He smelled like a goat. Not a sweet, fluffy California goat that smells like fresh mint and runs on yogi’s backs. No. He smelled like a rancid goat. One that had spent hot days under the unrelenting sun, packed with hundreds of other even more odiferous goats, bleating for relief, for someone, anyone to save them from the fate that awaited them at the nyama choma joints.
He had the kind of body odor that permeated any space he occupied, seeping into walls, flooring, the furniture; indeed, not even the plants in his office were spared. The fetid air sat around Emilia like a heavy blanket, and even though she had swam competitively in her college years and was therefore accustomed to holding her breath longer than the average person, her breath-holding abilities were no match for this man’s putridness. She watched as he sank into his seat, his considerable girth barely fitting in the armless standard issue office chair. His face was a shade of red she had never seen on a human being before. When he finally looked up at her, he spoke in an extremely high pitched voice, which was surprising considering how big the man was.
“What do you want?” he squeaked by way of introduction.
Emilia, struggling to breathe, explained that she was the analyst sent over to update the branch’s web security settings in light of a recent spike in suspicious activity.
“Did I tell you what he was wearing?” she asks me.
“No. What was he wearing?”
She grabs her head with both hands, as if she can’t quite rid herself of the image.
“Picture a very tall, very large man, about this big.” She stretches her hands wide to demonstrate how big he was. Emilia is not given to exaggeration, so I believe her.
“Now picture this giant wearing a wife beater, in an office. As in, his place of work. And this wife beater must have belonged to his child or something because it was basically a tank top. And pants so tight I was afraid the zipper would pop. Some things just cannot be unseen.” She shudders.
My amused look spurs her on. I picture a man with what my mum would call “tumbo kama ya politician” wearing what we call a ‘tumbo cut’ back home, squeezing himself into a chair that is too small, and doing all this while smelling like a goat in marikiti.
“Oh and that’s not the worst part. It had stains on it.”
“What kind of stains?” I ask.
“They appeared to be barbecue sauce or blood, I couldn’t tell which one. Maybe both.”
I shake my head in amusement. I mean, I work in California, and things are very casual here. Some people go to work in shorts and flip flops. But even they wear t-shirts with sleeves.
“And then he reached into his desk drawer and retrieved a leg of something.” Emilia continues.
“A what?” I ask, wondering what on earth is going on in Kansas.
“Yep, he basically reaches into a drawer, grabs a leg of something, I’m guessing turkey or lamb by its size, reaches back into that same drawer, and retrieves barbecue sauce, slathers it all over the leg, takes a huge bite out of it, and burps so loudly, I jumped in my chair.”
I burst out laughing. This sounds like a bad movie.
“While he is chewing this leg, he asks me, mouth full of whatever it is he is wolfing down, barbecue sauce dripping all over his tank top wife beater, ‘why did they send a girl over. Don’t you have men left in California?’. And then he burped again. Really loudly.”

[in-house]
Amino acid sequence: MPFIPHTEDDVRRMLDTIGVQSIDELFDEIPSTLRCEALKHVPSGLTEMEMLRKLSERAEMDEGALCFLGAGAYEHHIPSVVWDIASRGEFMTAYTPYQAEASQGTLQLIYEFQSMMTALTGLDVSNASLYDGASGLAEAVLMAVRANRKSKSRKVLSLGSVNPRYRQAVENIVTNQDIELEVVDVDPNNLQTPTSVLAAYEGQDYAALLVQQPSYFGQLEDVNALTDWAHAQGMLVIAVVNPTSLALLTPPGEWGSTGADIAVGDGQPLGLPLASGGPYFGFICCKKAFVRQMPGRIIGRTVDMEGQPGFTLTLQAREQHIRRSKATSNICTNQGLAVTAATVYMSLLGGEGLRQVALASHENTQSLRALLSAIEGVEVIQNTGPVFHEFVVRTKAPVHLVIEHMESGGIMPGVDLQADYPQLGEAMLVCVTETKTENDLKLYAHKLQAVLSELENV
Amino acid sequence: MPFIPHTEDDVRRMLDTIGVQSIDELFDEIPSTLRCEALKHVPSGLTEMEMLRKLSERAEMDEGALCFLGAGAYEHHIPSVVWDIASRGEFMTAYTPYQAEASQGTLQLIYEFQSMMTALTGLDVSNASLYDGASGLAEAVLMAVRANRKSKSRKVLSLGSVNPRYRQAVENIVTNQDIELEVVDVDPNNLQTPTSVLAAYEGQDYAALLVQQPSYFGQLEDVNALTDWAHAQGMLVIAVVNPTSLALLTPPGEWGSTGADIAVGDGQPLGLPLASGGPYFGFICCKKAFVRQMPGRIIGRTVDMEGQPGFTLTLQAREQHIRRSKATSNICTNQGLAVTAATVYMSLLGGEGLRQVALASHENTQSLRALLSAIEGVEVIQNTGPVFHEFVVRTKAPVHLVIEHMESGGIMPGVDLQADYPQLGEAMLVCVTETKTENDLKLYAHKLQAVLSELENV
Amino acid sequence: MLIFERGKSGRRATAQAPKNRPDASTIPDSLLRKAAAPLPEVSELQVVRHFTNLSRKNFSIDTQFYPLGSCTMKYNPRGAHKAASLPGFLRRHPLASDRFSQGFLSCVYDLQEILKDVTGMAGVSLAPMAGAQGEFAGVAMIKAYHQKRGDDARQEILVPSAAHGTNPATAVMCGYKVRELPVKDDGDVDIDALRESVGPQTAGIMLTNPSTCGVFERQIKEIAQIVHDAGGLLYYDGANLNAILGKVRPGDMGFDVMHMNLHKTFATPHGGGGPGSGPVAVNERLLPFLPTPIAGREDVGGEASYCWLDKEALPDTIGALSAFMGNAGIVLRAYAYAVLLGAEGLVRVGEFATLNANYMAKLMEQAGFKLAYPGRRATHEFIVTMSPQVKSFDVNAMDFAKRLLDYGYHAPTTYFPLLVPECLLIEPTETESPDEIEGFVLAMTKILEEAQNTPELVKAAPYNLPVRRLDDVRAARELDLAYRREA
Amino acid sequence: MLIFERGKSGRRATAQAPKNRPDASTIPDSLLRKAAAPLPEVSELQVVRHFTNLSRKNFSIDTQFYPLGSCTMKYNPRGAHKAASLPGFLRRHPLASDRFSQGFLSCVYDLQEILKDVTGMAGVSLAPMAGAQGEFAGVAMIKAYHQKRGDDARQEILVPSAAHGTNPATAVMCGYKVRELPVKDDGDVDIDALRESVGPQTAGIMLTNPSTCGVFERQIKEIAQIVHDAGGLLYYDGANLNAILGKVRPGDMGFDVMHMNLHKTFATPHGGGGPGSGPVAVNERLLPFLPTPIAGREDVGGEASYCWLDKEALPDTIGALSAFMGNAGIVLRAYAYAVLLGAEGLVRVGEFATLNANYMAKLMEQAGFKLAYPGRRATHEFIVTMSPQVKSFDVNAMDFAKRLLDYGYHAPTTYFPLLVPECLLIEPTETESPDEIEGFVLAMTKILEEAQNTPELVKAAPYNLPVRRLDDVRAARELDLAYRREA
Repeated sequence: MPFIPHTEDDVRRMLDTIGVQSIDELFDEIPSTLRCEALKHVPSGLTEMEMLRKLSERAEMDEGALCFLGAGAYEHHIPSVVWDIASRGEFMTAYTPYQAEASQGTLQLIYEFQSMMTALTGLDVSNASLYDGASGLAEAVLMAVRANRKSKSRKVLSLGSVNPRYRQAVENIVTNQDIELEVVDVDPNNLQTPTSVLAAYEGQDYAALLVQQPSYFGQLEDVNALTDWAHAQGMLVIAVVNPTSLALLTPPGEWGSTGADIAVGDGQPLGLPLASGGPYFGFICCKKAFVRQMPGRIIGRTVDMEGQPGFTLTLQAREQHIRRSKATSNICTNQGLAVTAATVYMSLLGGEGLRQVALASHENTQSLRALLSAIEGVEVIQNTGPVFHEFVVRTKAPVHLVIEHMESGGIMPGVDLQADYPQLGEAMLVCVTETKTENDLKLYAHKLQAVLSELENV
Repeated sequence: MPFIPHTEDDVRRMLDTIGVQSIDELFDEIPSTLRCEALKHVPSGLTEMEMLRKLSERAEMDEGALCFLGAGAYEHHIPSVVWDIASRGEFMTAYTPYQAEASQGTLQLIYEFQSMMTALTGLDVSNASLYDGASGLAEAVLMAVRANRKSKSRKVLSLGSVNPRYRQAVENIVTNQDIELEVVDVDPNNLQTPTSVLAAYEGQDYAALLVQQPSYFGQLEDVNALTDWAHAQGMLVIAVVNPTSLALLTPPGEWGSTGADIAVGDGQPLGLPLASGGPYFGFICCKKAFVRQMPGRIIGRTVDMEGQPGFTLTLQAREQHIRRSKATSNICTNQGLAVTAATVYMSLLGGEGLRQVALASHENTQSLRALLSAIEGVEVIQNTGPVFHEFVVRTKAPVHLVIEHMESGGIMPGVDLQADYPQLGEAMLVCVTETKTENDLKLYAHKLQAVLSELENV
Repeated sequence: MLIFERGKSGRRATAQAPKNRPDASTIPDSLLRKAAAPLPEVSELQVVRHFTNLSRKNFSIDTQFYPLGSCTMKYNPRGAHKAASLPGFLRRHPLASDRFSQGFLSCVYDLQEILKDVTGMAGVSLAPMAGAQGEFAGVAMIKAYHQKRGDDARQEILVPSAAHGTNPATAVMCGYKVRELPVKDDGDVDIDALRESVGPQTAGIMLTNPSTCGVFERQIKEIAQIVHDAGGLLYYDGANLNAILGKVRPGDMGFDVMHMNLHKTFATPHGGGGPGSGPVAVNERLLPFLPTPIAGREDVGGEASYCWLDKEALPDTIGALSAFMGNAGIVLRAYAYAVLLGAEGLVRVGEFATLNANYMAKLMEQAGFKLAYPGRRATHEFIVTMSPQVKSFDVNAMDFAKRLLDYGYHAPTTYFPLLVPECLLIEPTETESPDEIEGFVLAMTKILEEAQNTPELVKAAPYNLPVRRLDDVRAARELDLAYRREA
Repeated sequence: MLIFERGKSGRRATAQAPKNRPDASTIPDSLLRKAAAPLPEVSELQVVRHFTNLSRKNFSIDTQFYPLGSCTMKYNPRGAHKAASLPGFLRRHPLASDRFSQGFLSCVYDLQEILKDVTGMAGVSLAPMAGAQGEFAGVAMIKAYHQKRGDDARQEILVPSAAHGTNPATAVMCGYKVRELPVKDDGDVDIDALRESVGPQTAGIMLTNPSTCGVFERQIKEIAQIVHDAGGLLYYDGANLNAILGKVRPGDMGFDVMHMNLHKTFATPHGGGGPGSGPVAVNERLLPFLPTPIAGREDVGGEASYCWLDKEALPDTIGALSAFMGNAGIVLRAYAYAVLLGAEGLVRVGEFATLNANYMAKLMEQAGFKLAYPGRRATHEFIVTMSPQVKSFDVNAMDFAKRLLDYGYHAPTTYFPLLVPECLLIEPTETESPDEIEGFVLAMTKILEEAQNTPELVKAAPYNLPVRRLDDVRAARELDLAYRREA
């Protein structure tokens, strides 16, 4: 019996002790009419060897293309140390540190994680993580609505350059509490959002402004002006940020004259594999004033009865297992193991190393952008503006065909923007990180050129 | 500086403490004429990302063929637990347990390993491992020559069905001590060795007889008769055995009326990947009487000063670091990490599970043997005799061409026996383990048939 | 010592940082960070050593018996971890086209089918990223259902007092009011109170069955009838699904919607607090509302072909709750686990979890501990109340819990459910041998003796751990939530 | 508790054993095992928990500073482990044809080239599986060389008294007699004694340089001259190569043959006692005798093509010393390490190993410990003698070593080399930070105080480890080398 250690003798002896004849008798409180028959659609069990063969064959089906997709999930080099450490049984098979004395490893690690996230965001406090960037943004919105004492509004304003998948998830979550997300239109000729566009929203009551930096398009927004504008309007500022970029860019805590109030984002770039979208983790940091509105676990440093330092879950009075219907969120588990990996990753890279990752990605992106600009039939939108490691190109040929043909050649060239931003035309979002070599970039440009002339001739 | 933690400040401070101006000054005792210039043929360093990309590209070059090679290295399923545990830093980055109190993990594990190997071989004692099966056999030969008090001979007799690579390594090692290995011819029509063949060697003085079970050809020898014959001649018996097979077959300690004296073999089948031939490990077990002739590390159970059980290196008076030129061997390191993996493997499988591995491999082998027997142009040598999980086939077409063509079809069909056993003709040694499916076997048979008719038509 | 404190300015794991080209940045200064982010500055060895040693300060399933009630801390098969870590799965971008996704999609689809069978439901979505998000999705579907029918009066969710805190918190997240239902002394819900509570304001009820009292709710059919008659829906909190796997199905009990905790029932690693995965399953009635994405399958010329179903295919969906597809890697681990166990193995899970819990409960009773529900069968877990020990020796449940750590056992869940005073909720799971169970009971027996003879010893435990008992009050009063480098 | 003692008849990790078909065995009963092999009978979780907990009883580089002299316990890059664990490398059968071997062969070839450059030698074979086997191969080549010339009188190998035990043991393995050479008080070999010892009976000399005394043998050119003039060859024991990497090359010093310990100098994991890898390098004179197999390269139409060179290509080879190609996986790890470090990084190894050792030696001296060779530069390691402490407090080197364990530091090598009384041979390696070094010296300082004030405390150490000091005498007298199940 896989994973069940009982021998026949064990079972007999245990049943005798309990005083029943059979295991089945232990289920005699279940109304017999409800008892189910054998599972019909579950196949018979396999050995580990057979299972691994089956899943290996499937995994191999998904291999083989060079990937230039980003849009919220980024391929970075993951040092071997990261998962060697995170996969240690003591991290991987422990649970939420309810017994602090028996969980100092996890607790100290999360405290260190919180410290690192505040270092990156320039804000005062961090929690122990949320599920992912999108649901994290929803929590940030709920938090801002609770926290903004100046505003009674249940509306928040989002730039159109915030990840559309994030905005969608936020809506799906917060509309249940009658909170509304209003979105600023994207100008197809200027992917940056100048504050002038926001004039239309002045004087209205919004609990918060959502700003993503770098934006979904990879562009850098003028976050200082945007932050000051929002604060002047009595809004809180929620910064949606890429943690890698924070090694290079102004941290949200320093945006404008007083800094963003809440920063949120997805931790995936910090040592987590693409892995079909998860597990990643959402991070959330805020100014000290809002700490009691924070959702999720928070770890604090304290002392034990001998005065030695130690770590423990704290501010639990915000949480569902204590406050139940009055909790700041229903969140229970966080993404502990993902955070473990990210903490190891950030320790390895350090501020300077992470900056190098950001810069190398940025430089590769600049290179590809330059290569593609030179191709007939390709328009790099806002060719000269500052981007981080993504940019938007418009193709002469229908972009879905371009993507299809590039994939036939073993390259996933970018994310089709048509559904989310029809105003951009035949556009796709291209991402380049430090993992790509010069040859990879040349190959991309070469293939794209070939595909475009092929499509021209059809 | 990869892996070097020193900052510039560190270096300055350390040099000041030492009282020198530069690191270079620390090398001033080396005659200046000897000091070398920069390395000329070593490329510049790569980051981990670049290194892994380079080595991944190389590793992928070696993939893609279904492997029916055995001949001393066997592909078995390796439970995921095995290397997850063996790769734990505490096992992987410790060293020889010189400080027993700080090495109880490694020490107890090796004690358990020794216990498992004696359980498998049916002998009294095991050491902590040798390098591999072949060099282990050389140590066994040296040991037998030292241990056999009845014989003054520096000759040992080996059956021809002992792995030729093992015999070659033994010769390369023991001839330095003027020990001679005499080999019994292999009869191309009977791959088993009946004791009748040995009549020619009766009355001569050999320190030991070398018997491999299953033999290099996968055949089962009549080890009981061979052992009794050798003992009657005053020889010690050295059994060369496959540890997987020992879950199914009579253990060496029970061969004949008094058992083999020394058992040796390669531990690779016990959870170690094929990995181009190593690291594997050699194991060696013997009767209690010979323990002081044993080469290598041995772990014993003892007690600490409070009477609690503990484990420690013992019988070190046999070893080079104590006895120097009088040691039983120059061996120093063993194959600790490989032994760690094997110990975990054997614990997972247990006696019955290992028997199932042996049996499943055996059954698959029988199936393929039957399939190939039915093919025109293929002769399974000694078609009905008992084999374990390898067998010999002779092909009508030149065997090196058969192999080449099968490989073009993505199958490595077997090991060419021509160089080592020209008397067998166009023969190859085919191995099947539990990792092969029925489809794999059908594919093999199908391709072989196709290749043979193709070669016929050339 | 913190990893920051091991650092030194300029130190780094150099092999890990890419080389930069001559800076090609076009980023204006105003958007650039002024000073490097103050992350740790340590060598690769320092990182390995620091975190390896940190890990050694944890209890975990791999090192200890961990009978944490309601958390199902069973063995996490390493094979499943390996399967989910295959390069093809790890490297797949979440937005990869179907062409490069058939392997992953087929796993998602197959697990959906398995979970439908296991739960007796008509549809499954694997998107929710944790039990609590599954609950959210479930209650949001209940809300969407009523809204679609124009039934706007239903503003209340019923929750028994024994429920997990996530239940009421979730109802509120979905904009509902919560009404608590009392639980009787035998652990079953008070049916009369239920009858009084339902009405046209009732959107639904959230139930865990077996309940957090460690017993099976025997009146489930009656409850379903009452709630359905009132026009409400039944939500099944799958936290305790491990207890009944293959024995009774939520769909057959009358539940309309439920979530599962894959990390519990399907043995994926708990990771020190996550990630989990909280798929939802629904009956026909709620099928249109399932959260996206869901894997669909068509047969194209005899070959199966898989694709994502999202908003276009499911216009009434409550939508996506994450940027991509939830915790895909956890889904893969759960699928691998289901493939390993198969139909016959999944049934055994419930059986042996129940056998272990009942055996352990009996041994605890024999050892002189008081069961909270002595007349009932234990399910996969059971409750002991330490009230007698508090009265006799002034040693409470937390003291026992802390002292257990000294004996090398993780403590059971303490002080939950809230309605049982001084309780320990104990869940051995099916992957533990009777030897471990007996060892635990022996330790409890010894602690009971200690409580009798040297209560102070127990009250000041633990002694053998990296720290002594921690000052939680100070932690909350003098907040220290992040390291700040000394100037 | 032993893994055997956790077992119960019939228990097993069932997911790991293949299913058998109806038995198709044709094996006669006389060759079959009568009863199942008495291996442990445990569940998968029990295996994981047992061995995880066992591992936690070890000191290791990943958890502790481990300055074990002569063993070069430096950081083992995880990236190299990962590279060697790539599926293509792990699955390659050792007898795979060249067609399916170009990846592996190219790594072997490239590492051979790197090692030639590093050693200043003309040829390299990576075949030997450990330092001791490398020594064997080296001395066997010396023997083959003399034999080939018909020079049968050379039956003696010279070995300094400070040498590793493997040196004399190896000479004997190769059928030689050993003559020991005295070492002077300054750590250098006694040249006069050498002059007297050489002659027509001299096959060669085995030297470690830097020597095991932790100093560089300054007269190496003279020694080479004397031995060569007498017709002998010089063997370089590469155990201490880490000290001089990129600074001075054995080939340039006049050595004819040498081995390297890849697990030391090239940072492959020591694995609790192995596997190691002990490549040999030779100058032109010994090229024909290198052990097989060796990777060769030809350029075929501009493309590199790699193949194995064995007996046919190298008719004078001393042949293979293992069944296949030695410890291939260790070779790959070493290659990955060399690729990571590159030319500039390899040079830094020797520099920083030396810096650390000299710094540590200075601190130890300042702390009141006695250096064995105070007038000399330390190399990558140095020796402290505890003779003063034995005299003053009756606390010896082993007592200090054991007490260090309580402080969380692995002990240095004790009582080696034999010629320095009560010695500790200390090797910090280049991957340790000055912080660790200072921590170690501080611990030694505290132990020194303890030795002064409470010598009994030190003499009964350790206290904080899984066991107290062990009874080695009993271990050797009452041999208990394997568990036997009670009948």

“I looked at him and the leg, now mostly bone, and asked myself what crimes I had committed in my previous lives to deserve this fate.” she muses.
“I explained in detail what my assignment was and how long it would take. I didn’t think it was possible, but he got redder and redder as he finally understood what my job was. By the time I was done, he was apoplectic. In my experience, when clients are defensive from the get go, they have something to hide.”
“Here in Kansas, we trust each other, not like you all over there in California, every man for himself. What I do on my computer is nobody’s business but my own” he raged as he finished devouring the mysterious leg and started to chew on the bones quite loudly, spitting shards across his desk.
“I didn’t ask anyone to send some Californian here to breathe down my neck! Get the hell out of my office, and out of my town. Go back to that damned California and don’t let the door hit you on the way out!”
“At this point, he was breathing very heavily, shaking what remained of the bone at me. I hightailed it out of there, and back to my hotel. Good thing about coding is you can do it anywhere. My trip out there was just to introduce myself and see if it was a malicious attack on their software, but since the man outed himself, it made my job pretty easy. I was mostly relieved to be away from that stench and the flying shards of bone. Did I tell you about the food there?”
“No, tell me about the food.” I ask.
Emilia is a beef snob. She only eats Wagyu beef, but after a few days of eating vegetables, she decided to ask a local for steakhouse recommendations. The well meaning Kansan recommended a restaurant that offered what Emilia describes as ‘unique’ beef, which was of questionable origin because it glistened with a shimmer never before seen on beef. And it tasted like cardboard. After that experience, she was done with Kansas.
But Kansas wasn’t done with her. On her way to the airport, she was treated to the deafening sound of cicadas emerging from their 17 year underground residency, the grating sound getting on her last nerve. And just a few minutes before her flight started to board, she felt the tell-tale gurgling of her stomach that told her that her Wagyu beef-seasoned digestive system was violently rejecting the mysteriously glistening, rancid beef she had consumed in Kansas. It was a very long trip home.
Emilia has never returned to Kansas.